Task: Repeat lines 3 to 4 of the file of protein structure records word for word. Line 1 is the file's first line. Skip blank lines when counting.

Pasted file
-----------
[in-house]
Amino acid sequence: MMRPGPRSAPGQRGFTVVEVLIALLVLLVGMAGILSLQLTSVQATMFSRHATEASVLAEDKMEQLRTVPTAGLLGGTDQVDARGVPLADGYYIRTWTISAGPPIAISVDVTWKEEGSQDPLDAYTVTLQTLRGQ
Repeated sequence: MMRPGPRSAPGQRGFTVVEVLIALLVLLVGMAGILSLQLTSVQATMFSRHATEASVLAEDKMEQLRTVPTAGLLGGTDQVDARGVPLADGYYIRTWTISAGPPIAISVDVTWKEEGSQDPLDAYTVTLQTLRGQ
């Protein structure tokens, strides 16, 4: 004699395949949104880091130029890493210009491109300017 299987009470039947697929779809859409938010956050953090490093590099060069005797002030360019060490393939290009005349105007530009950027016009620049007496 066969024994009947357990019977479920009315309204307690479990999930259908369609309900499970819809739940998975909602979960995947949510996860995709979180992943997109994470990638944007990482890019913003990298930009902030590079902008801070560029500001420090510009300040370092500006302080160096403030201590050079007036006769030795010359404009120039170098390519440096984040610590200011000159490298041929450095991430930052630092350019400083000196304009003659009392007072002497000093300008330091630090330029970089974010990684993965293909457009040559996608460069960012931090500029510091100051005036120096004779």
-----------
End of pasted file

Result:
Repeated sequence: MMRPGPRSAPGQRGFTVVEVLIALLVLLVGMAGILSLQLTSVQATMFSRHATEASVLAEDKMEQLRTVPTAGLLGGTDQVDARGVPLADGYYIRTWTISAGPPIAISVDVTWKEEGSQDPLDAYTVTLQTLRGQ
């Protein structure tokens, strides 16, 4: 004699395949949104880091130029890493210009491109300017 299987009470039947697929779809859409938010956050953090490093590099060069005797002030360019060490393939290009005349105007530009950027016009620049007496 066969024994009947357990019977479920009315309204307690479990999930259908369609309900499970819809739940998975909602979960995947949510996860995709979180992943997109994470990638944007990482890019913003990298930009902030590079902008801070560029500001420090510009300040370092500006302080160096403030201590050079007036006769030795010359404009120039170098390519440096984040610590200011000159490298041929450095991430930052630092350019400083000196304009003659009392007072002497000093300008330091630090330029970089974010990684993965293909457009040559996608460069960012931090500029510091100051005036120096004779």